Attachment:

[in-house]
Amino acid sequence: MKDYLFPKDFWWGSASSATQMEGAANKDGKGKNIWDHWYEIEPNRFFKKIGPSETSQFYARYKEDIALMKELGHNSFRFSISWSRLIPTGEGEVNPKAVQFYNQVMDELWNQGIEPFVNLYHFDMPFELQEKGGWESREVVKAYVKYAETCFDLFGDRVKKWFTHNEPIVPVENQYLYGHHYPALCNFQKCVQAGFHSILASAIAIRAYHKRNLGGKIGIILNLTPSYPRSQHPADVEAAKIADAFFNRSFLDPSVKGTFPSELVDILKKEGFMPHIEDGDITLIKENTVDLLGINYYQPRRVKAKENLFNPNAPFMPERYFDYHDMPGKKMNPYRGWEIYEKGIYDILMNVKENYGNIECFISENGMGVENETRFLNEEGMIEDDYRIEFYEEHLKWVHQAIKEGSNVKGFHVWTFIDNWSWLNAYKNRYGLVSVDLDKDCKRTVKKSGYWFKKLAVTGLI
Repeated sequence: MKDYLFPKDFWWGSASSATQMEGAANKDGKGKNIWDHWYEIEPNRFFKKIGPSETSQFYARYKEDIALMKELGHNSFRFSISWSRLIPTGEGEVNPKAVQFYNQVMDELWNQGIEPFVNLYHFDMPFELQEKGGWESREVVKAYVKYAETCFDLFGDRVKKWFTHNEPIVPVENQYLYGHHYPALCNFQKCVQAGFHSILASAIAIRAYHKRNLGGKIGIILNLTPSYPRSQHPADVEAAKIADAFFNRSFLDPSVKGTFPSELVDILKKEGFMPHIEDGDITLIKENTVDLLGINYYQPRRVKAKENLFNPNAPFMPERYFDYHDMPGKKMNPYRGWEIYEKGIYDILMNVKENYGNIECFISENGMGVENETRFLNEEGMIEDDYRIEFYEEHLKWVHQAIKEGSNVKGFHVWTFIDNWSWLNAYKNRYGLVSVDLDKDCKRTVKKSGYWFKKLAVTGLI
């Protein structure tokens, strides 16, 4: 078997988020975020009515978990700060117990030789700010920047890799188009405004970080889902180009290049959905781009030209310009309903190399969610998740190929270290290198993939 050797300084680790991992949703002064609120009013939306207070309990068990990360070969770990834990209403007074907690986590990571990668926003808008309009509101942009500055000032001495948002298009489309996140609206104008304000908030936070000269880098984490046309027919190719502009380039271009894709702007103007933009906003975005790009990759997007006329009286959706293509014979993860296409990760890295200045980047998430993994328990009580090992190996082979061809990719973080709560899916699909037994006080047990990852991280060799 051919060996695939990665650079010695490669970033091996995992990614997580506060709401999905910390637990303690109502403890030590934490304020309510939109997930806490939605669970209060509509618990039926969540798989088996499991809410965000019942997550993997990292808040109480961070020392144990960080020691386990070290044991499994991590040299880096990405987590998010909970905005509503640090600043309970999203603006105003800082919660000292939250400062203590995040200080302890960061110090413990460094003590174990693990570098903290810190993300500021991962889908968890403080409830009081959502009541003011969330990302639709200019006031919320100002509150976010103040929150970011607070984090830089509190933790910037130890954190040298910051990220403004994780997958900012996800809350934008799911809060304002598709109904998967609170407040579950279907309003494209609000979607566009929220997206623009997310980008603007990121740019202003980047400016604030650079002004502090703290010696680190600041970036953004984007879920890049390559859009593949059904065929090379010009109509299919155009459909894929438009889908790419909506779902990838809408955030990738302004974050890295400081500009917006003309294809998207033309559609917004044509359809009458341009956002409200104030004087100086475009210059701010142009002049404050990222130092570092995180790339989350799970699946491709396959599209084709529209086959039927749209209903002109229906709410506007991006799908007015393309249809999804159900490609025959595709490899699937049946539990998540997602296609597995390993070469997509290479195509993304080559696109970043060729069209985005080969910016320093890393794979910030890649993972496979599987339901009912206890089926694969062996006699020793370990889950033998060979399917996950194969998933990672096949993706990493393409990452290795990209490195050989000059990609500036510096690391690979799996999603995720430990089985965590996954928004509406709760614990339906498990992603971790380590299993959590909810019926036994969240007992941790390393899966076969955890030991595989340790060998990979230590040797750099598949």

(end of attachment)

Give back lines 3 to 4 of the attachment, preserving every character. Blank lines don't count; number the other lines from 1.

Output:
Repeated sequence: MKDYLFPKDFWWGSASSATQMEGAANKDGKGKNIWDHWYEIEPNRFFKKIGPSETSQFYARYKEDIALMKELGHNSFRFSISWSRLIPTGEGEVNPKAVQFYNQVMDELWNQGIEPFVNLYHFDMPFELQEKGGWESREVVKAYVKYAETCFDLFGDRVKKWFTHNEPIVPVENQYLYGHHYPALCNFQKCVQAGFHSILASAIAIRAYHKRNLGGKIGIILNLTPSYPRSQHPADVEAAKIADAFFNRSFLDPSVKGTFPSELVDILKKEGFMPHIEDGDITLIKENTVDLLGINYYQPRRVKAKENLFNPNAPFMPERYFDYHDMPGKKMNPYRGWEIYEKGIYDILMNVKENYGNIECFISENGMGVENETRFLNEEGMIEDDYRIEFYEEHLKWVHQAIKEGSNVKGFHVWTFIDNWSWLNAYKNRYGLVSVDLDKDCKRTVKKSGYWFKKLAVTGLI
């Protein structure tokens, strides 16, 4: 078997988020975020009515978990700060117990030789700010920047890799188009405004970080889902180009290049959905781009030209310009309903190399969610998740190929270290290198993939 050797300084680790991992949703002064609120009013939306207070309990068990990360070969770990834990209403007074907690986590990571990668926003808008309009509101942009500055000032001495948002298009489309996140609206104008304000908030936070000269880098984490046309027919190719502009380039271009894709702007103007933009906003975005790009990759997007006329009286959706293509014979993860296409990760890295200045980047998430993994328990009580090992190996082979061809990719973080709560899916699909037994006080047990990852991280060799 051919060996695939990665650079010695490669970033091996995992990614997580506060709401999905910390637990303690109502403890030590934490304020309510939109997930806490939605669970209060509509618990039926969540798989088996499991809410965000019942997550993997990292808040109480961070020392144990960080020691386990070290044991499994991590040299880096990405987590998010909970905005509503640090600043309970999203603006105003800082919660000292939250400062203590995040200080302890960061110090413990460094003590174990693990570098903290810190993300500021991962889908968890403080409830009081959502009541003011969330990302639709200019006031919320100002509150976010103040929150970011607070984090830089509190933790910037130890954190040298910051990220403004994780997958900012996800809350934008799911809060304002598709109904998967609170407040579950279907309003494209609000979607566009929220997206623009997310980008603007990121740019202003980047400016604030650079002004502090703290010696680190600041970036953004984007879920890049390559859009593949059904065929090379010009109509299919155009459909894929438009889908790419909506779902990838809408955030990738302004974050890295400081500009917006003309294809998207033309559609917004044509359809009458341009956002409200104030004087100086475009210059701010142009002049404050990222130092570092995180790339989350799970699946491709396959599209084709529209086959039927749209209903002109229906709410506007991006799908007015393309249809999804159900490609025959595709490899699937049946539990998540997602296609597995390993070469997509290479195509993304080559696109970043060729069209985005080969910016320093890393794979910030890649993972496979599987339901009912206890089926694969062996006699020793370990889950033998060979399917996950194969998933990672096949993706990493393409990452290795990209490195050989000059990609500036510096690391690979799996999603995720430990089985965590996954928004509406709760614990339906498990992603971790380590299993959590909810019926036994969240007992941790390393899966076969955890030991595989340790060998990979230590040797750099598949």